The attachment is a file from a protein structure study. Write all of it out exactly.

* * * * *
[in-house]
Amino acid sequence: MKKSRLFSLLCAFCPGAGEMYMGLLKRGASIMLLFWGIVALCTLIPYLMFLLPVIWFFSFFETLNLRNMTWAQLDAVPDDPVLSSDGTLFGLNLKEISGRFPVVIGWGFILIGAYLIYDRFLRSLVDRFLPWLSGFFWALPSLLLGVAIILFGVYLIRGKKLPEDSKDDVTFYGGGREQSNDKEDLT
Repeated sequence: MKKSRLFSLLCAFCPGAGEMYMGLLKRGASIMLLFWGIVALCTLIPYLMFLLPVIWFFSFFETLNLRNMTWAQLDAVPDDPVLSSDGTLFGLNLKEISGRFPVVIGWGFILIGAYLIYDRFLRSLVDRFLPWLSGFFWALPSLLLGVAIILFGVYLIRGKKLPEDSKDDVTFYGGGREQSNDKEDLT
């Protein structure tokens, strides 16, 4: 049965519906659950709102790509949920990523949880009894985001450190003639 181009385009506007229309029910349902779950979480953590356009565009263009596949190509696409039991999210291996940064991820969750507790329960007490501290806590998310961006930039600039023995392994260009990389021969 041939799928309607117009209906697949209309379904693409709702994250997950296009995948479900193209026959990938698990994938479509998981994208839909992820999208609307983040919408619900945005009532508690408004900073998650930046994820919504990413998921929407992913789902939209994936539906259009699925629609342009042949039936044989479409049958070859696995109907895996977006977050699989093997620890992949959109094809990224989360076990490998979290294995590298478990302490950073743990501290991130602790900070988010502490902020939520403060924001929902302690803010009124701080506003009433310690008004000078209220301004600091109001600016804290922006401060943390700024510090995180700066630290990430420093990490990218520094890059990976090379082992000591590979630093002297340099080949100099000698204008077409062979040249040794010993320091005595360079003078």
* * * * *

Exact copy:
[in-house]
Amino acid sequence: MKKSRLFSLLCAFCPGAGEMYMGLLKRGASIMLLFWGIVALCTLIPYLMFLLPVIWFFSFFETLNLRNMTWAQLDAVPDDPVLSSDGTLFGLNLKEISGRFPVVIGWGFILIGAYLIYDRFLRSLVDRFLPWLSGFFWALPSLLLGVAIILFGVYLIRGKKLPEDSKDDVTFYGGGREQSNDKEDLT
Repeated sequence: MKKSRLFSLLCAFCPGAGEMYMGLLKRGASIMLLFWGIVALCTLIPYLMFLLPVIWFFSFFETLNLRNMTWAQLDAVPDDPVLSSDGTLFGLNLKEISGRFPVVIGWGFILIGAYLIYDRFLRSLVDRFLPWLSGFFWALPSLLLGVAIILFGVYLIRGKKLPEDSKDDVTFYGGGREQSNDKEDLT
């Protein structure tokens, strides 16, 4: 049965519906659950709102790509949920990523949880009894985001450190003639 181009385009506007229309029910349902779950979480953590356009565009263009596949190509696409039991999210291996940064991820969750507790329960007490501290806590998310961006930039600039023995392994260009990389021969 041939799928309607117009209906697949209309379904693409709702994250997950296009995948479900193209026959990938698990994938479509998981994208839909992820999208609307983040919408619900945005009532508690408004900073998650930046994820919504990413998921929407992913789902939209994936539906259009699925629609342009042949039936044989479409049958070859696995109907895996977006977050699989093997620890992949959109094809990224989360076990490998979290294995590298478990302490950073743990501290991130602790900070988010502490902020939520403060924001929902302690803010009124701080506003009433310690008004000078209220301004600091109001600016804290922006401060943390700024510090995180700066630290990430420093990490990218520094890059990976090379082992000591590979630093002297340099080949100099000698204008077409062979040249040794010993320091005595360079003078």